Displacement camps are a familiar sight following large-scale disasters. In them, you’ll find blocks of communal latrines, which oftentimes are not lit at night as most camps have no electricity. The problem: Women and children cannot or don’t want to use them over concerns about their safety and privacy.
A new grant challenge is seeking to expand low-cost and preferably sustainable latrine lighting in emergency camps, under a recently launched 3.3 million pounds ($5.4 million) fund supported by the U.K. Department for International Development. And now a second one — which seeks “the most economical process of managing solid wastes without worsening the already poor living conditions” in emergency camps or causing harm to individuals or the environment — has been issued.
There’s no specific eligibility requirement to enter the challenges — for a reason.
“You don’t need to have a long background and a lot of technical expertise to come up with solutions, so we’re able to link with people who would normally be outside the sector and get them to submit their ideas,” Kim Scriven, program manager for the Humanitarian Innovation Fund, told Devex.
For more complex problems, such as promoting handwashing among affected populations, HIF will work closely with experts both in and outside the humanitarian world. The plan is to broker collaborations among these experts so they can come up with ideas to address the problem, and then provide “substantive funding” to develop prototypes and test those in the field.
So what might be next challenge under the fund? The WASH gap analysis carried out last year may provide some clues.
The exercise involved more than 900 practitioners from 45 aid groups in 40 countries. It resulted in a list and ranking of the major gaps that needed addressing in the water, sanitation and hygiene sector.
Andy Bastable, head of water and sanitation at Oxfam and chairman of HIF’s WASH Technical Working Group, spearheaded the gap analysis. He told Devex that he personally advocated for the process, arguing “about how it is essential to have a gap analysis before calling for ‘any’ innovations, otherwise you get lots of ideas on the same subject which are not necessarily filling the need,” like numerous proposals around water filters and none on excreta disposal.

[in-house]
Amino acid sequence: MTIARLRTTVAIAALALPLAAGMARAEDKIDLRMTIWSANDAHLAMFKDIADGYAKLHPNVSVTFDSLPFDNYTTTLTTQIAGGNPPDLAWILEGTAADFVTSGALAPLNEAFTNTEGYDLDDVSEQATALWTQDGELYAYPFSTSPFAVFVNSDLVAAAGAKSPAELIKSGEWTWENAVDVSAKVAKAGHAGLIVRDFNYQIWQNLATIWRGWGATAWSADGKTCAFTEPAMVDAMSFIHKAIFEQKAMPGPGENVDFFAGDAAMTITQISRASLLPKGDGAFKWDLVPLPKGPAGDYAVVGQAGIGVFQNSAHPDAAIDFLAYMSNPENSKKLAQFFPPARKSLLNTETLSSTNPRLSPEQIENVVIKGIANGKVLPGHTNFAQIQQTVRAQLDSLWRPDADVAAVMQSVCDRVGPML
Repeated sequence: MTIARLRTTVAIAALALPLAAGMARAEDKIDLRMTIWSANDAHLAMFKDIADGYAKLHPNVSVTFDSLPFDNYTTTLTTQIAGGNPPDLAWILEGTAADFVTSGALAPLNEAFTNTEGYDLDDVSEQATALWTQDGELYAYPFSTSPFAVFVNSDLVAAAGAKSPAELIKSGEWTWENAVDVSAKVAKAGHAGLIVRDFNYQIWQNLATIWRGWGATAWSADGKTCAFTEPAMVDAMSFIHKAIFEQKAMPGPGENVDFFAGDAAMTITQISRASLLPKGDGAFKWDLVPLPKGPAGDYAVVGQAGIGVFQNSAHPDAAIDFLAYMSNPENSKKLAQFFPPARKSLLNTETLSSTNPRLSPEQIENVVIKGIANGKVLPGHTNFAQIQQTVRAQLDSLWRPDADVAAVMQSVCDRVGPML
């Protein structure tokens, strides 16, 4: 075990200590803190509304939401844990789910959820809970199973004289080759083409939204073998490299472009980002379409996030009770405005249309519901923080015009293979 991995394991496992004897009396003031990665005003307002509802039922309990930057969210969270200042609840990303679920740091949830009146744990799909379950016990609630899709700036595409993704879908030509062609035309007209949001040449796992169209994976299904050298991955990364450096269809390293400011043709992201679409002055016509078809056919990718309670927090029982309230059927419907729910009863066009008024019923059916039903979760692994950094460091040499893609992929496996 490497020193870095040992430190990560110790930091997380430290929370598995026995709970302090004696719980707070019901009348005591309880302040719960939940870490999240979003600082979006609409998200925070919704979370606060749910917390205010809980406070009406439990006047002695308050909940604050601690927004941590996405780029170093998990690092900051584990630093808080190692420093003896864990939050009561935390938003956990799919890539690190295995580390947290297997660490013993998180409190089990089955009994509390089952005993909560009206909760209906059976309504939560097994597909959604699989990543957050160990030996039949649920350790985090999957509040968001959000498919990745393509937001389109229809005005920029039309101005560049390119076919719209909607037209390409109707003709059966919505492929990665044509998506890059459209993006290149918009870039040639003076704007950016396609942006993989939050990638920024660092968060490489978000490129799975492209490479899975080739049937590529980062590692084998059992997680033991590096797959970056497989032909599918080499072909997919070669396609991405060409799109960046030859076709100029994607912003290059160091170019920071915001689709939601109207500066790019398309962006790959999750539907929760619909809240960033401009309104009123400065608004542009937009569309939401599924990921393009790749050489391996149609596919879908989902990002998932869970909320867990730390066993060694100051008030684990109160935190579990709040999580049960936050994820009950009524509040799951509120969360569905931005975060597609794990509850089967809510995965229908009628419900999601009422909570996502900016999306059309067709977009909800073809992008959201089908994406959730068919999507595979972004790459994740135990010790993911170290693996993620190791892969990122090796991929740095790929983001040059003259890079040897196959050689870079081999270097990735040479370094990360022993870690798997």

The gap analysis, Bastable suggested, makes the WASH fund unique.
“What we’ve seen in other challenges by various foundations is the head person there has a passion for something … and they get suddenly interested in those particular innovations,” he said. “So I think the whole strength of this is this is from the field practitioners [saying] these are the gaps.”
Bastable and the rest of the WASH Technical Working Group will select the best solutions submitted through the challenges. Those with the winning ideas will come away with cash prizes — for instance, 20,000 pounds for the first challenge and 15,000 pounds for the second.
According to Scriven, HIF will either work with the grantees or with organizations to test the ideas in a field setting and then share the results with the public.
When asked for advice to challenge applicants, Scriven said they have to know and understand the details of the challenge and be creative.
“Try to come up with radical new ideas that they think can solve that problem,” he said. “But those creative ideas will only be relevant if they’re really looking in detail about what the problem is.”
Read our previous #innov8aid.